IG finds data security practices lacking at Customs and Border Protection before big hack

As federal agencies increasingly draw on biometric data for their work, the stakes for protecting that data from hackers have grown.
Customs and Border Protection (CBP), police
(U.S. Customs and Border Protection / Flickr)

The U.S. Customs and Border Protection agency failed to enforce basic security practices at a contractor that was hacked last year, exposing some 100,000 individual photos of travelers, a new inspector general report has found.

Some of the hacked images ended up on the dark web, but the entire episode “may damage the public’s trust in the government’s ability to safeguard biometric data,” the Department of Homeland Security’s inspector general concluded in a report released Wednesday.

It’s an example of how, as federal immigration and security agencies increasingly draw on biometric data for their work, the stakes for protecting that data from hackers have grown.

The data collection was for a CBP pilot to use facial recognition to screen travelers at ports of entry. The project went awry when surveillance technology company Perceptics, a subcontractor, downloaded sensitive CBP data from an unencrypted device and transferred it to the company’s network, according to the inspector general probe. That violated DHS security requirements, but responsibility also lies with CBP, the watchdog said.


“Additional IT security controls in place during the pilot could have prevented Perceptics from violating contract clauses and using an unencrypted hard drive to access and download biometric images at the pilot site,” the report states.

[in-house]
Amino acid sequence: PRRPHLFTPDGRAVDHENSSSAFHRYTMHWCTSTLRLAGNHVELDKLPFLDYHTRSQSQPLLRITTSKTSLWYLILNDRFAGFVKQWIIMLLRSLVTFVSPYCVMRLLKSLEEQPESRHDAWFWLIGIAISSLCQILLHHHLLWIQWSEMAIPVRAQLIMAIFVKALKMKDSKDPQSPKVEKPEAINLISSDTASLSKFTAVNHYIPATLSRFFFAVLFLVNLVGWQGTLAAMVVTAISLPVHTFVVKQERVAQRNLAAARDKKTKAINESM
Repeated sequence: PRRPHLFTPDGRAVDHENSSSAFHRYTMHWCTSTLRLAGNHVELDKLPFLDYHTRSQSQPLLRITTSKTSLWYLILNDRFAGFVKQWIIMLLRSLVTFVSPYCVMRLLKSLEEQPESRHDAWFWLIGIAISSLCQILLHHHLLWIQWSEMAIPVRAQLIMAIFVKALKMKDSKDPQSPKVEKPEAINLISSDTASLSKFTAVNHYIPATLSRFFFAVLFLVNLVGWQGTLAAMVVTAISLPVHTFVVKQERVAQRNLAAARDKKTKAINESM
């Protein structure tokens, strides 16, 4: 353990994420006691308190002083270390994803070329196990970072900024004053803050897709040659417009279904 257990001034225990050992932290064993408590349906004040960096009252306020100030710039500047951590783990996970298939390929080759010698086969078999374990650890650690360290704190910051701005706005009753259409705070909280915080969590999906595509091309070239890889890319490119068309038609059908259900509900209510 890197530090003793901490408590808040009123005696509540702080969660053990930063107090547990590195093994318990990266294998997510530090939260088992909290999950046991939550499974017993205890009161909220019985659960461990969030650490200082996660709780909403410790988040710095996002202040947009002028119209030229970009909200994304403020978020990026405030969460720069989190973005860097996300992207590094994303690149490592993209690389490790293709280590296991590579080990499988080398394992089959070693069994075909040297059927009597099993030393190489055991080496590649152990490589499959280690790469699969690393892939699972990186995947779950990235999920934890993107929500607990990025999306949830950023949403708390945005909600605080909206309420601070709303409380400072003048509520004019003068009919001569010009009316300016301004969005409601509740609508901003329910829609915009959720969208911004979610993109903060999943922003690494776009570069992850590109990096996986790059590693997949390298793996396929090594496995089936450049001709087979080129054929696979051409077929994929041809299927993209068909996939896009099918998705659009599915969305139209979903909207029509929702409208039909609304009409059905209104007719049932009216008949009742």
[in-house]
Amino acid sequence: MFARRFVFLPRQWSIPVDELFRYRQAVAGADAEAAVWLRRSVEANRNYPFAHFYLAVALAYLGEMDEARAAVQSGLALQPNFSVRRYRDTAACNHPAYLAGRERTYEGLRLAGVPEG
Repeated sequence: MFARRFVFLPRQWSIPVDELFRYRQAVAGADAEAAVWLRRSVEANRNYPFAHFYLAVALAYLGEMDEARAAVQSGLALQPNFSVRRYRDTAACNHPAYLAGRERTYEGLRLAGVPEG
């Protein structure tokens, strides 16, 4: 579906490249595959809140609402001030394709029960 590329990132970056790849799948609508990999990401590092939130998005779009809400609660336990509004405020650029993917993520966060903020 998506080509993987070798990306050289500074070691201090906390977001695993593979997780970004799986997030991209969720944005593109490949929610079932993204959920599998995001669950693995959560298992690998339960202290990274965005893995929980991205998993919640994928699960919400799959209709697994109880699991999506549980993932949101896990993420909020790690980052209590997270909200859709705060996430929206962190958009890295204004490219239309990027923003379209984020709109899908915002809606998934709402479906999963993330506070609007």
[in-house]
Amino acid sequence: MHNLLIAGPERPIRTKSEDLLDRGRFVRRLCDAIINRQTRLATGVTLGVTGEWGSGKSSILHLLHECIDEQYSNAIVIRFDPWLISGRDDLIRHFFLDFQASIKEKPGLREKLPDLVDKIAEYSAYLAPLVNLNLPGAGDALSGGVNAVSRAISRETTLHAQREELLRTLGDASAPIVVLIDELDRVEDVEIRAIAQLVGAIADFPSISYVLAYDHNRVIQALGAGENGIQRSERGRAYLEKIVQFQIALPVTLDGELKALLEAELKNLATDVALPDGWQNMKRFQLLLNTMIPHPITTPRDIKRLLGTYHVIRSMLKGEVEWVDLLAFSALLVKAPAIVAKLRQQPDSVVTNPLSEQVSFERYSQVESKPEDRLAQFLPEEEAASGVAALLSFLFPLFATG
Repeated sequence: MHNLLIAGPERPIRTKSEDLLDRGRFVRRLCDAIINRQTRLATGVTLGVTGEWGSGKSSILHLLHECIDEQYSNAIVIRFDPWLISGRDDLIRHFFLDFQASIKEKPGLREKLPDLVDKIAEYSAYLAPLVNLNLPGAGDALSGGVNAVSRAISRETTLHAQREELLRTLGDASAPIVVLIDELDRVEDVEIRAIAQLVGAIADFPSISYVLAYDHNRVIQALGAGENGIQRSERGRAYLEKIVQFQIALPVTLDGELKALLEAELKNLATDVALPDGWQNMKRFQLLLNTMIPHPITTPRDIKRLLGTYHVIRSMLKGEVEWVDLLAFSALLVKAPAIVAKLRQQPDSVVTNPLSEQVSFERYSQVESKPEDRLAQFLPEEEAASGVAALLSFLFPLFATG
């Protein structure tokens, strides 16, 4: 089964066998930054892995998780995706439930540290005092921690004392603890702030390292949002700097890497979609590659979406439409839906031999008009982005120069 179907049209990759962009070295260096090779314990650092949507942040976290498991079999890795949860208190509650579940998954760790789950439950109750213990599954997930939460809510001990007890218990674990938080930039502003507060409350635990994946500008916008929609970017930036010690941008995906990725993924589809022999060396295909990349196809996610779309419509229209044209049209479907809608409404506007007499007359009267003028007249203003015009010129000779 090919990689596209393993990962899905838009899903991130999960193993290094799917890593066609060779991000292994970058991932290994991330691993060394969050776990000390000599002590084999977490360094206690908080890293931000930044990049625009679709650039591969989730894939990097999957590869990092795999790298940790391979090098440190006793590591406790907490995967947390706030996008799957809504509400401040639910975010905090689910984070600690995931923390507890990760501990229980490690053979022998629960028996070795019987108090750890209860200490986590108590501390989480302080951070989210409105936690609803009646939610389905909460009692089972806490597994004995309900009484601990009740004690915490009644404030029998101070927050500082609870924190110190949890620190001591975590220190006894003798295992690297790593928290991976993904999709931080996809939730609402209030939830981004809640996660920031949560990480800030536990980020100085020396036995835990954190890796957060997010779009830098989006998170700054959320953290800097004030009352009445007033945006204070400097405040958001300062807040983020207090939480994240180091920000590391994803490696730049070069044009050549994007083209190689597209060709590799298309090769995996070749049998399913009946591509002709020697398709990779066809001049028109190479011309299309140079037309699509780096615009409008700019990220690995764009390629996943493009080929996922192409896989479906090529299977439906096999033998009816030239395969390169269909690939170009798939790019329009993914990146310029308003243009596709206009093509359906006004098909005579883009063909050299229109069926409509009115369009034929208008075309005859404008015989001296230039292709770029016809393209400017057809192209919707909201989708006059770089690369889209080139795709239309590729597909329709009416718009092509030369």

With those security weaknesses in place, a ransomware attack struck Perceptics sometime in the spring of 2019. The attackers had access to the Perceptics networks that not only stored the photos from the pilot, but also 105,000 license plate images from another project, the inspector general said.

CBP officials disagreed with the report’s conclusion that the agency failed to protect data, citing security requirements CBP spells out for contractors. “CBP had no reason to believe that Perceptics would remove the data in violation of the terms of their contract,” officials said in response to a draft of the IG report.

Perceptics never paid the ransom, according to the report. After CBP initially said that no images had ended up on the dark web, Vice’s Motherboard found and downloaded thousands of images believed to be associated with the breach. Many of those photos were unrelated to the pilot.

The inspector general also faulted Perceptics and Unisys, another contractor that hired Perceptics for the project, for failing to immediately report the breach, which CBP learned about from the news media.


Perceptics did not respond to a request for comment on Wednesday. Unisys declined to comment.

After the breach, CBP suspended its work with Perceptics, and currently does not contract with the firm, according to the IG.

The report makes several security recommendations, including security checks on external devices and penetration testing, some of which CBP said it was already carrying out.

“It is vital that CBP protect against unauthorized access to data from cameras and related equipment used for biometric confirmation, especially when entrusting third parties to manage its [sensitive personally identifiable information],” the IG report concludes. “These measures are particularly important as CBP is increasing its biometric data collection efforts at more and more ports of entry.”

Sean Lyngaas

Written by Sean Lyngaas

Sean Lyngaas is CyberScoop’s Senior Reporter covering the Department of Homeland Security and Congress. He was previously a freelance journalist in West Africa, where he covered everything from a presidential election in Ghana to military mutinies in Ivory Coast for The New York Times. Lyngaas’ reporting also has appeared in The Washington Post, The Economist and the BBC, among other outlets. His investigation of cybersecurity issues in the nuclear sector, backed by a grant from the Pulitzer Center on Crisis Reporting, won plaudits from industrial security experts. He was previously a reporter with Federal Computer Week and, before that, with Smart Grid Today. Sean earned a B.A. in public policy from Duke University and an M.A. in International Relations from The Fletcher School of Law and Diplomacy at Tufts University.

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